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Are you protected against meningitis, measles and mumps?

17 Feb 2020

vaccination with hypodermic needle

Read the latest MMR and MenACWY vaccination advice

Meningitis

Meningitis is a killer and the virus can be easily contracted in locations such as university campuses where large numbers of people are likely to be living and studying together in close proximity. Young adults are particularly at risk and this contagious disease can lead to brain damage, scarring, organ damage, loss of sight/hearing and limb loss due to septicaemia.
All students going to university for the first time, who have not had the MenACWY vaccination by the time they arrive at UCLan should arrange to have it as soon as possible after arrival. It’s free to any young person up to the age of 25 and the best protection you can have against the disease.
Meningitis and septicaemia: information for new university entrants.
Further information about the vaccination is available on the NHS website.

Measles

A recent increase in measles cases across England and reports of outbreaks in Europe means ensuring your MMR vaccinations are up to date is a smart thing to do. Measles is caused by a very infectious virus resulting in skin rashes, high fevers and the possibility of serious complications in adults. Teenagers, young adults and anyone who has missed their MMR vaccination can get measles.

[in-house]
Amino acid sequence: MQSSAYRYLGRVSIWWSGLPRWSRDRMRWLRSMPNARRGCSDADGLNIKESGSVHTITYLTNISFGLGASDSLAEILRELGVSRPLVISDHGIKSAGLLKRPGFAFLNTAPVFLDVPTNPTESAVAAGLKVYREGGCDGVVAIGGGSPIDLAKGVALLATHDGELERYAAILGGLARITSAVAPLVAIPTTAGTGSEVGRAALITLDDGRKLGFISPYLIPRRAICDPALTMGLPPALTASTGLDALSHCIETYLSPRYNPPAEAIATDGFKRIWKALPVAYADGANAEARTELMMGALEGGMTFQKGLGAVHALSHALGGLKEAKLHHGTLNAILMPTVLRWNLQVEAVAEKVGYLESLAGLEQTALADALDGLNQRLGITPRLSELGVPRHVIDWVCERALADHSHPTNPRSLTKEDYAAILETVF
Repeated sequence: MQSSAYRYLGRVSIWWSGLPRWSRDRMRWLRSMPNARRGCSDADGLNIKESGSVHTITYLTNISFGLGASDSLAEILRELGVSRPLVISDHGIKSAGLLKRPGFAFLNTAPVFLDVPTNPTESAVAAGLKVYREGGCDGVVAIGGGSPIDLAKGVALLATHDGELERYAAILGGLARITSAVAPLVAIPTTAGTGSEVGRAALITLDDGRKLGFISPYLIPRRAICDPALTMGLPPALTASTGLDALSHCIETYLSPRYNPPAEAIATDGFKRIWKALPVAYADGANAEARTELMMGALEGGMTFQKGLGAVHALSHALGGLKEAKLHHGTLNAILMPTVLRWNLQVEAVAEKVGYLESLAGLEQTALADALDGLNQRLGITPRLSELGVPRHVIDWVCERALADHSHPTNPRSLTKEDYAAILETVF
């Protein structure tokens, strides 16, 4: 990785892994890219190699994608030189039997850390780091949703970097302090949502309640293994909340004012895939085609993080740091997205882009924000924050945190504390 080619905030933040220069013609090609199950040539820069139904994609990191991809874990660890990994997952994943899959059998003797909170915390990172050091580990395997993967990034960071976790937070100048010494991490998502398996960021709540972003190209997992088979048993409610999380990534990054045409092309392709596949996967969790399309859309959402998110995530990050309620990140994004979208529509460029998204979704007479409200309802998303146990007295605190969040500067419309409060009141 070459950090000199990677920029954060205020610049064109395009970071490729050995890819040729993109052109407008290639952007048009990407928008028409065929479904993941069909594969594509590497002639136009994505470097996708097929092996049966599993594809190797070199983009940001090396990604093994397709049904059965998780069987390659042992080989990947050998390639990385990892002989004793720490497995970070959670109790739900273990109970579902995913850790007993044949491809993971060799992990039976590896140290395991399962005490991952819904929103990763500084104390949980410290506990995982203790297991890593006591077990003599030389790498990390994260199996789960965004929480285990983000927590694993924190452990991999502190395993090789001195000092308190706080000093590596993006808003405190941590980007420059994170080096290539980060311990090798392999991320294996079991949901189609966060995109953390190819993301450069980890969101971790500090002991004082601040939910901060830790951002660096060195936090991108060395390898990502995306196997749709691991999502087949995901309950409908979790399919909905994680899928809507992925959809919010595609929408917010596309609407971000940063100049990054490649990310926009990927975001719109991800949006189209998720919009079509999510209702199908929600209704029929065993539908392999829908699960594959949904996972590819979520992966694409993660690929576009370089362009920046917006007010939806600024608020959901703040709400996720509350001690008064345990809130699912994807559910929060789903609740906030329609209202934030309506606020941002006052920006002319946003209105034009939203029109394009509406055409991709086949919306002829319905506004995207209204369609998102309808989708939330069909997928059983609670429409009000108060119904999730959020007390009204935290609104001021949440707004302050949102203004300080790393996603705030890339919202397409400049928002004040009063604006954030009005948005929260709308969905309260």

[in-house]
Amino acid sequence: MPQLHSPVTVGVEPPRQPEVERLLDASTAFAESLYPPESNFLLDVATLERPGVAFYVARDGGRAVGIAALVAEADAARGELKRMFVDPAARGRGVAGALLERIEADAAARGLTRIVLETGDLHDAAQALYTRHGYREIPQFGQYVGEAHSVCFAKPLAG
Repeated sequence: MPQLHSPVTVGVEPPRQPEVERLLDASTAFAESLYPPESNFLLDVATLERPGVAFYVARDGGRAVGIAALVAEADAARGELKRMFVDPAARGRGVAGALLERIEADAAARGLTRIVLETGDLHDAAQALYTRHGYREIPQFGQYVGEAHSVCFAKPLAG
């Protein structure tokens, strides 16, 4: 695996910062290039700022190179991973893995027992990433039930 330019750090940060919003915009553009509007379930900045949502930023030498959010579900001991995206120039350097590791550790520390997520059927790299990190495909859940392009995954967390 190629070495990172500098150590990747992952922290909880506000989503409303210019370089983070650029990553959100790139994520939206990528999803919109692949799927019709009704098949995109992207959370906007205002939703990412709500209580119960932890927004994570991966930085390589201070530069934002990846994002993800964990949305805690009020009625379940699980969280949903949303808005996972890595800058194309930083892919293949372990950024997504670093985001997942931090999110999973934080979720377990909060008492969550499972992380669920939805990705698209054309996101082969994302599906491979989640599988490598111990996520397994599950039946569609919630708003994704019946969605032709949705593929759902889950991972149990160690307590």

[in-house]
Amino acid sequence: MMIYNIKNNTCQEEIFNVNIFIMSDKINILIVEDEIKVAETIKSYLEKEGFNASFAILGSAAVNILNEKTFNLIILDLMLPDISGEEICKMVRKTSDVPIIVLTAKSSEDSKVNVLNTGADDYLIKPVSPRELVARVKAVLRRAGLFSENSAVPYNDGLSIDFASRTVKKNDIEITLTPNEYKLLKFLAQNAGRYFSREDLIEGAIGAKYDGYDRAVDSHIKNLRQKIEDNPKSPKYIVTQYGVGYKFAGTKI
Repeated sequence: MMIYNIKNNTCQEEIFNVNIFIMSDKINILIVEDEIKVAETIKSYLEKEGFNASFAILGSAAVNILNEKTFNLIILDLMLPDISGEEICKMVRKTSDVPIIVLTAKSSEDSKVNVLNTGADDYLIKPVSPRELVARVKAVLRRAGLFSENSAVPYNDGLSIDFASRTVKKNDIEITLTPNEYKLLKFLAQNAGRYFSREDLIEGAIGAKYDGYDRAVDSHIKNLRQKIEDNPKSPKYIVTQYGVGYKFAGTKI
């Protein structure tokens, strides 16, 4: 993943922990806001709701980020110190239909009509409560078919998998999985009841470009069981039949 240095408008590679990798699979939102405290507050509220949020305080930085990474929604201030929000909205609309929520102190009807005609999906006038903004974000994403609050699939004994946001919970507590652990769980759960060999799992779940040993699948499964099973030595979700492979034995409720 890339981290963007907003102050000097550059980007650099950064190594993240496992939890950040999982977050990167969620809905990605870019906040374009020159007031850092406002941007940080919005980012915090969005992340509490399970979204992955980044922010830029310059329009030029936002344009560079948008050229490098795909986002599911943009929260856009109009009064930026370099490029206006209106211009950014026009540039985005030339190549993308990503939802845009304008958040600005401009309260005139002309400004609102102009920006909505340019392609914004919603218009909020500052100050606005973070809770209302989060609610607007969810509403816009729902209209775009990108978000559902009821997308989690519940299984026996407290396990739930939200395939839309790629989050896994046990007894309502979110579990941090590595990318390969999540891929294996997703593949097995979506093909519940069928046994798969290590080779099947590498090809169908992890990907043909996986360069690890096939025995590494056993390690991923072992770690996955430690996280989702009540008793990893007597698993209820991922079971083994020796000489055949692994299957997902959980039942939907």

The MMR vaccine is available free to anyone who has not received both doses as a child – if you’re not sure, check with your GP and arrange to be vaccinated if you’re not already.
Read the leaflet – Think Measles - it’s not just a kids problem.
Further information about the vaccination is available on the NHS website. 

Mumps

Additionally, England is seeing a significant increase in cases of mumps, with many of the cases occurring in university students.
We're recommending that you check your immunisation history and, if you haven't had two doses of the MMR vaccine, arrange to be immunised as soon as possible by speaking with your GP.
Mumps is a contagious viral infection, most recognisable by the painful swellings in the side of the face under the ears (the parotid glands). Other symptoms of mumps include headaches, joint pain and a high temperature, which may develop a few days before the swelling of the parotid glands. Most people recover without any special treatment, but in rare cases, there can be serious complications such as inflammation of the testicles in males, meningitis and deafness.
Mumps is spread in the same way as colds and flu: through infected droplets of saliva that can be inhaled or picked up from surfaces and transferred into the mouth or nose. So regular hand hygiene can help protect you from the infection.
Learn more about mumps on the NHS website.

MMR vaccine

The MMR vaccine is available free to anyone who has not received both doses as a child – if you’re not sure, check with your GP and arrange to be vaccinated if you’re not already.
Further information about the vaccination is available on the NHS website.